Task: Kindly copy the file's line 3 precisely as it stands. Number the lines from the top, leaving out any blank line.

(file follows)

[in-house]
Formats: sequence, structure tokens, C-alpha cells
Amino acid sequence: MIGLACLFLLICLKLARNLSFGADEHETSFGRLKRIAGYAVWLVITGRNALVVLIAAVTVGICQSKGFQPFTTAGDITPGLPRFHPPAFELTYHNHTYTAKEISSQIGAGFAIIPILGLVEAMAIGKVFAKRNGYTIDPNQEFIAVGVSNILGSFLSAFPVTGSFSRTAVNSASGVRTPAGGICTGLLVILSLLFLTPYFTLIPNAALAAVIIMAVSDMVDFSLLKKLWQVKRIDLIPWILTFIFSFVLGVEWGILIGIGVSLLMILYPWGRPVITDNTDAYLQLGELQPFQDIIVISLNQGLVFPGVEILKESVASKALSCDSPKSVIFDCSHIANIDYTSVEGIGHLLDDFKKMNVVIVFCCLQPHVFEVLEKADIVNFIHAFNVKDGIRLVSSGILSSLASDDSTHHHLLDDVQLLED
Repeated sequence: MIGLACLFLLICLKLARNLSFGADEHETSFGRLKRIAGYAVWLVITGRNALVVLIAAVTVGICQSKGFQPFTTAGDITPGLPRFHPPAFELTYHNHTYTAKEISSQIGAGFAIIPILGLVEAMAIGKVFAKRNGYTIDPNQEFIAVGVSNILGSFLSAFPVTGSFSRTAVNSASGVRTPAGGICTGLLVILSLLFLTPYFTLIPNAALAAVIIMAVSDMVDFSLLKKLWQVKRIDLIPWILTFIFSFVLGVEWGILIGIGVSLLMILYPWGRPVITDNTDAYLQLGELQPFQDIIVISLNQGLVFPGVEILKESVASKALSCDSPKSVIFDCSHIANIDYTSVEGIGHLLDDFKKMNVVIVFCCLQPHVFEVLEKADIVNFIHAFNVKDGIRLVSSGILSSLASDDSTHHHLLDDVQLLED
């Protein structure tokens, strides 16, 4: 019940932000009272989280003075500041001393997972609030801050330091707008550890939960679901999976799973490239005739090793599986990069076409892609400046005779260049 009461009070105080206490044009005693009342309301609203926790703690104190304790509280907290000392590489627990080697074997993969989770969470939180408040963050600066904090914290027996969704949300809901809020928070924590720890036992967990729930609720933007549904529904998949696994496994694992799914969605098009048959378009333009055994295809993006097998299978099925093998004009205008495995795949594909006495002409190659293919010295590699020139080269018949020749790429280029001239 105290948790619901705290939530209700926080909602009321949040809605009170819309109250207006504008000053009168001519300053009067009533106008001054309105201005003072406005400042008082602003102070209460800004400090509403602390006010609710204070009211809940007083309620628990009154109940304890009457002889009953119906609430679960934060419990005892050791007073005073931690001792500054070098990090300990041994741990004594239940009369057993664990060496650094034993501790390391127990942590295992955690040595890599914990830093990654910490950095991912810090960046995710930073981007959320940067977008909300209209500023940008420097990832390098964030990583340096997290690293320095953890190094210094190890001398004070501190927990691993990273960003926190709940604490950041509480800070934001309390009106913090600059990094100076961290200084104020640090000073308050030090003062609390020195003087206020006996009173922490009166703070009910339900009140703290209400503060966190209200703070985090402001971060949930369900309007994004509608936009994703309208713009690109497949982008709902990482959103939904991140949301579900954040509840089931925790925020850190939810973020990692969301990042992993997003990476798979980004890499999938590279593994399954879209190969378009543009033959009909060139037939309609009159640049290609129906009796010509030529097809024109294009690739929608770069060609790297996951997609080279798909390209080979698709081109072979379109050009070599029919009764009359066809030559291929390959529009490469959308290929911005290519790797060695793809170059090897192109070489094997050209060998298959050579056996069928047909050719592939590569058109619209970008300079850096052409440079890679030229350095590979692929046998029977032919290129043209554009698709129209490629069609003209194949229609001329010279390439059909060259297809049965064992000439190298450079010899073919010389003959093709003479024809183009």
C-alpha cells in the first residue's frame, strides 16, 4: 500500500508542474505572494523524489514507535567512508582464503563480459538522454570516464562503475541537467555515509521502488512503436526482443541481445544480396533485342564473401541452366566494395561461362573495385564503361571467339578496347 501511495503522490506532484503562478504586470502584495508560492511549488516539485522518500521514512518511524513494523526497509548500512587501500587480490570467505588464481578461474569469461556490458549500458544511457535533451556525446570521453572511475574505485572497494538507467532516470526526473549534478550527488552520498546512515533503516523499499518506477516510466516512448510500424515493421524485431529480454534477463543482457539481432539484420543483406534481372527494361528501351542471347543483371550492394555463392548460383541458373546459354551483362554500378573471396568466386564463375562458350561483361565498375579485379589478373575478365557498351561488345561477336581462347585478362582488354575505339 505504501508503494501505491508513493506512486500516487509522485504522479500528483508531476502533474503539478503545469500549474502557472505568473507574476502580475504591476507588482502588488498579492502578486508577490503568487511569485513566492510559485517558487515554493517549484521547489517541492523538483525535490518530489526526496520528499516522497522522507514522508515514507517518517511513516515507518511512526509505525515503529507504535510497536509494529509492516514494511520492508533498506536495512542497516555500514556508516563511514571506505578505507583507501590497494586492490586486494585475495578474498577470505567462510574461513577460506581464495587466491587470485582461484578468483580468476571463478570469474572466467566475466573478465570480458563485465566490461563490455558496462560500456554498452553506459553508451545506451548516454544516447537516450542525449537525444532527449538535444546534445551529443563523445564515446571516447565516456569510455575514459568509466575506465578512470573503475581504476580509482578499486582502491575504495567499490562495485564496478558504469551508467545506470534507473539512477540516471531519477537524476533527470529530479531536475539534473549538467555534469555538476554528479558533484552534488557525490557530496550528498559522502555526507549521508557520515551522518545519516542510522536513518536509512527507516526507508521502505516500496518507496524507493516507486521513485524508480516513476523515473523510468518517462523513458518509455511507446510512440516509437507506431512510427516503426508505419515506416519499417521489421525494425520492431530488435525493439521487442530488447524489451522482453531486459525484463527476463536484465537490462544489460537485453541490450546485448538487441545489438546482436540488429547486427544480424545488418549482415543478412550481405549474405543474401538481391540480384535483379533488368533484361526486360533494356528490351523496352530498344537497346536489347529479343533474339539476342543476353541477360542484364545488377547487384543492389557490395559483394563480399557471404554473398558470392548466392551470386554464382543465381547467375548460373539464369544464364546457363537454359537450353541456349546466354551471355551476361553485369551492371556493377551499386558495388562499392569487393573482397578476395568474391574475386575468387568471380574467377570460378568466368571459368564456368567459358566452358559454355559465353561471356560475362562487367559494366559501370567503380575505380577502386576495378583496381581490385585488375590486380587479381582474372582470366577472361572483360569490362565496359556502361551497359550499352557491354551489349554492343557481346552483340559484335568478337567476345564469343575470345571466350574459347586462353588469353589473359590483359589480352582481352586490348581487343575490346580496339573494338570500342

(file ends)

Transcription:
Amino acid sequence: MIGLACLFLLICLKLARNLSFGADEHETSFGRLKRIAGYAVWLVITGRNALVVLIAAVTVGICQSKGFQPFTTAGDITPGLPRFHPPAFELTYHNHTYTAKEISSQIGAGFAIIPILGLVEAMAIGKVFAKRNGYTIDPNQEFIAVGVSNILGSFLSAFPVTGSFSRTAVNSASGVRTPAGGICTGLLVILSLLFLTPYFTLIPNAALAAVIIMAVSDMVDFSLLKKLWQVKRIDLIPWILTFIFSFVLGVEWGILIGIGVSLLMILYPWGRPVITDNTDAYLQLGELQPFQDIIVISLNQGLVFPGVEILKESVASKALSCDSPKSVIFDCSHIANIDYTSVEGIGHLLDDFKKMNVVIVFCCLQPHVFEVLEKADIVNFIHAFNVKDGIRLVSSGILSSLASDDSTHHHLLDDVQLLED